DARU-JOURNAL OF FACULTY OF PHARMACY 07/2013; 21(1):58. DOI:10.1186/2008-2231-21-58 · 1.64 Impact Factor
  • Source
    • "Determination of in vitro protein release kinetics A Float-A-Lyzer ® (100 kDa MWCO 3 ml capacity, Spectra/Por ® ) was used for in vitro release kinetic studies (D'Souza and DeLuca, 2005). Preweighed amounts (10–60 mg) of protein-loaded freezedried microparticles were suspended in the release media (12 mM NaH 2 PO 4 ; 75 mM NaCI; 2 mM urea, and 62 mM imidazole pH 8) supplemented with 5 mM SDS as solubilising agent and 0.02% sodium azide as bacteriostatic agent. "
    [Show abstract] [Hide abstract]
    ABSTRACT: Four E. ruminantium 1H12 open reading frames and their proteins known to protect sheep against heartwater needle challenge were encapsulated into, or adsorbed onto poly(d,l-lactide-co-glycolide) microparticles. Microspheres with smooth surface and smaller than 5 μm diameters were produced, with high adsorption and encapsulation efficiencies. Gel electrophoresis showed that neither encapsulation nor adsorption affected the stability of the DNA or proteins. Cationic microparticles released ∼40% of plasmid DNA on day 1 while PLGA 50:50-COOH microparticles co-encapsulating plasmid DNA and polyvinyl alcohol only started to release from days 12-28. Recombinant proteins were released from PLGA 85:15 and homopolymer R 203 S microparticles in a biphasic manner with a high initial burst release (∼45-80%). In contrast, PLGA 50:50 microparticles had low (15-65%) initial burst release followed by (25-80%) release by days (days 28-42). A cocktail of these microparticles could therefore be used as single-dose auto-booster vaccine.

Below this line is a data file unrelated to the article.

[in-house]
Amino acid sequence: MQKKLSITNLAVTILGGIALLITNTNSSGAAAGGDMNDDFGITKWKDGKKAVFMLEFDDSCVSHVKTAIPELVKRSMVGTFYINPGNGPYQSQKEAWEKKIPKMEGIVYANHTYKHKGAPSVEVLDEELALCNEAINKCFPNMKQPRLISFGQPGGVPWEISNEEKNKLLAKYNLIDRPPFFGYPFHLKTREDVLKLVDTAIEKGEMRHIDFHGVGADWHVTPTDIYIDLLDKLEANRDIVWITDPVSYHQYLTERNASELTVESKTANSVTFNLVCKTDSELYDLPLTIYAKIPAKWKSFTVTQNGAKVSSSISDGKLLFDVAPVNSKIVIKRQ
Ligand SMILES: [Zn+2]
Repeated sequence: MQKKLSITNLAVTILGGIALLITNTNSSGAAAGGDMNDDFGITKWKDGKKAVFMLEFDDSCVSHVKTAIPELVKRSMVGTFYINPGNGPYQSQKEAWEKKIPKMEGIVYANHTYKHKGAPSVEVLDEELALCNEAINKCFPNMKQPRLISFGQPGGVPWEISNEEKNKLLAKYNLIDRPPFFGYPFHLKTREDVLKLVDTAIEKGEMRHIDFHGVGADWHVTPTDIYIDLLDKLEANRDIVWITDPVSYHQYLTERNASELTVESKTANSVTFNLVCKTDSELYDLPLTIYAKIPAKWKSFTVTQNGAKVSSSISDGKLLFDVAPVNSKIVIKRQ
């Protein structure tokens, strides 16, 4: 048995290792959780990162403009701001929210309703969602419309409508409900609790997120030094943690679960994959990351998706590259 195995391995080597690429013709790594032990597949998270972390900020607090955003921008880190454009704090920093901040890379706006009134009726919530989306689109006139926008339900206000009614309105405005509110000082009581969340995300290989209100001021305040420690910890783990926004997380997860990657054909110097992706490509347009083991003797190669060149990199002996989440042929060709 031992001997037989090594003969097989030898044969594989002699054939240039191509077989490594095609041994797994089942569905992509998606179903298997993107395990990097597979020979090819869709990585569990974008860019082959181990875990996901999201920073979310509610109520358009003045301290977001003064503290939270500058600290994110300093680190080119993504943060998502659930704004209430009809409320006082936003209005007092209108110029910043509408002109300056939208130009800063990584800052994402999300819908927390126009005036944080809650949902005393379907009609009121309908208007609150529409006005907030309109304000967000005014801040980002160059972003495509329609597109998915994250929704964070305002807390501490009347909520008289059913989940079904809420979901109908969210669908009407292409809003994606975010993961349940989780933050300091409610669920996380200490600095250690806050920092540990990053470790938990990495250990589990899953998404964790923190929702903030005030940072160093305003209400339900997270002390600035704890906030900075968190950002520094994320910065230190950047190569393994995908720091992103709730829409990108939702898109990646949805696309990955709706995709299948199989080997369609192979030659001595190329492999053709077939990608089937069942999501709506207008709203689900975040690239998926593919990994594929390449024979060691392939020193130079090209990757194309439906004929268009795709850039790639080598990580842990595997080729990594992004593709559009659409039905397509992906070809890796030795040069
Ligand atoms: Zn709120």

Ticks and Tick-borne Diseases 12/2010; 1(4):186-93. DOI:10.1016/j.ttbdis.2010.08.001 · 2.72 Impact Factor
Show more